In a sense, almost all owner-managed businesses are family businesses. The fortunes of even those run by a single entrepreneur without the direct involvement of other family members are heavily influenced by what goes on at home.
Such lone-operating business owners can turn their families into one of their greatest assets – a refuge of emotional support and healing when things are tough at the business, a source of inspiration during tedious times, a sounding board to help with difficult decisions. But like all relationships upon which an enterprise depends, this relationship requires concerted effort and focus.
The ideal is to get your family to incorporate your goals for your business into their own goals. They must know what your goals for the business are and they must want you to reach them. If they do, they will always be ready to support you when you need them.
This does not mean that you are unnecessarily burdening your family with the worries of the business world. Aligning your goals with theirs allows them to be part of your ups as well as your downs. It lets them share in the adventure of your business journey and allows them to be engaged in your life, which, after all, is what most family members need from one another.
Here are a number of principles and pointers for engaging with your family about your business:
- The basis of making your family part of your business is open and transparent communication. Keep them abreast about good and bad developments in your business. “They have to understand why they can’t go to the restaurant this month (when your business is going through a hard time),” says Lang.
- Don’t try to shield your family from the bad news in your business because it may make them anxious. They are much more likely to become anxious by noticing that you are under pressure without knowing the context. Rather try to allay anxiety by describing to them the whole picture.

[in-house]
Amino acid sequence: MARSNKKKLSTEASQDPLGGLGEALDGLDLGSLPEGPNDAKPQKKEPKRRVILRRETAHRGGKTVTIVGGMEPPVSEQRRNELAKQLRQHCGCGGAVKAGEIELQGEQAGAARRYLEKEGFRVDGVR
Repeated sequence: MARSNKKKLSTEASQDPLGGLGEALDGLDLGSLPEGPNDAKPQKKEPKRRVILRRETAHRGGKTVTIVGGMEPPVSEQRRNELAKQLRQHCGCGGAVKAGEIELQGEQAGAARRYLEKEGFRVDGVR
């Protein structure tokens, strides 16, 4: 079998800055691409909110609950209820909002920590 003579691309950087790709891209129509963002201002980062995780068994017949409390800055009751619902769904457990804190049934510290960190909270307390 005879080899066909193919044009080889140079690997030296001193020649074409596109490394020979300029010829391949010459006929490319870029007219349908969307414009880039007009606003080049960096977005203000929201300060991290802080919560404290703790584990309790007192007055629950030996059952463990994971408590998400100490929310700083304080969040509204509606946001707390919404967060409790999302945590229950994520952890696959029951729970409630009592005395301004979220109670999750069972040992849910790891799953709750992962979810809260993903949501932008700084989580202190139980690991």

- The first step in communicating to your family about your business is to clarify your goals. You have to explain to them what your definition of success is. For some entrepreneurs, success is reaching a certain net-worth target, for others it means financial independence, retirement at a certain age or freedom from eight-hour work days.
- Invite your spouse and children to spend some time in your business. Make a point of celebrating the achievements of your business with your family. If you land a big contract, for example, arrange a family treat.
- Allow your family to take care of you when you’re down. Keep communication channels open and honest so that your family can offer emotional support when you need it. Being vulnerable takes courage and always leads to a stronger family bond. Use technology to communicate with your family when you are at work, and vice versa. Accept that the work life of a business owner is more difficult to separate from home life. Fortunately, modern technology makes it possible for you to sort out a crisis at work or at home without always having to physically go in.
- When you have to spend long hours at work, try to make it up to your family by spending quality time with them on another day.
- It is always a good idea to have a mentor, someone who can help you with the business side of things, but also with family issues. An ideal mentor would preferably be someone who has successfully managed the same kind of lifestyle.
- If you miss the goals which you have set for yourself and communicated to your family, renegotiate. Don’t just ignore them and hope that no one will notice. The more seriously you take your own goals, the more seriously your family will take them too, even when they change from time to time.
Daily communication around the dining room table is crucial to keep the family informed, but nothing stops entrepreneurs from having a more formal discussion, perhaps once a year, about the state of their business to their family, just as they would to a shareholder or a potential joint venture partner. It helps to focus the exercise and give it weight. The family is, after all, one of an owner-managed business’s most important stakeholders.